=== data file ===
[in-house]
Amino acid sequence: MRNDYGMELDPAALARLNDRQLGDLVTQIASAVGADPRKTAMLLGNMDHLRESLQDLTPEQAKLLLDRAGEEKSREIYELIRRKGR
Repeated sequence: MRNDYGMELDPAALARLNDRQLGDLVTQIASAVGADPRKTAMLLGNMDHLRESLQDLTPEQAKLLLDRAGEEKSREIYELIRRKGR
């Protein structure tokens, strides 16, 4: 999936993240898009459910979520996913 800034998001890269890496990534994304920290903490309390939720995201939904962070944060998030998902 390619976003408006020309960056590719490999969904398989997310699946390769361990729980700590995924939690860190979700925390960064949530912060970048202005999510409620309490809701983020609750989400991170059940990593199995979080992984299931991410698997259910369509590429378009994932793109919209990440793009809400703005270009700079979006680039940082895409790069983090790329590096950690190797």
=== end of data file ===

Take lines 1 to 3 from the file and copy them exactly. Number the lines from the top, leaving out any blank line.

[in-house]
Amino acid sequence: MRNDYGMELDPAALARLNDRQLGDLVTQIASAVGADPRKTAMLLGNMDHLRESLQDLTPEQAKLLLDRAGEEKSREIYELIRRKGR
Repeated sequence: MRNDYGMELDPAALARLNDRQLGDLVTQIASAVGADPRKTAMLLGNMDHLRESLQDLTPEQAKLLLDRAGEEKSREIYELIRRKGR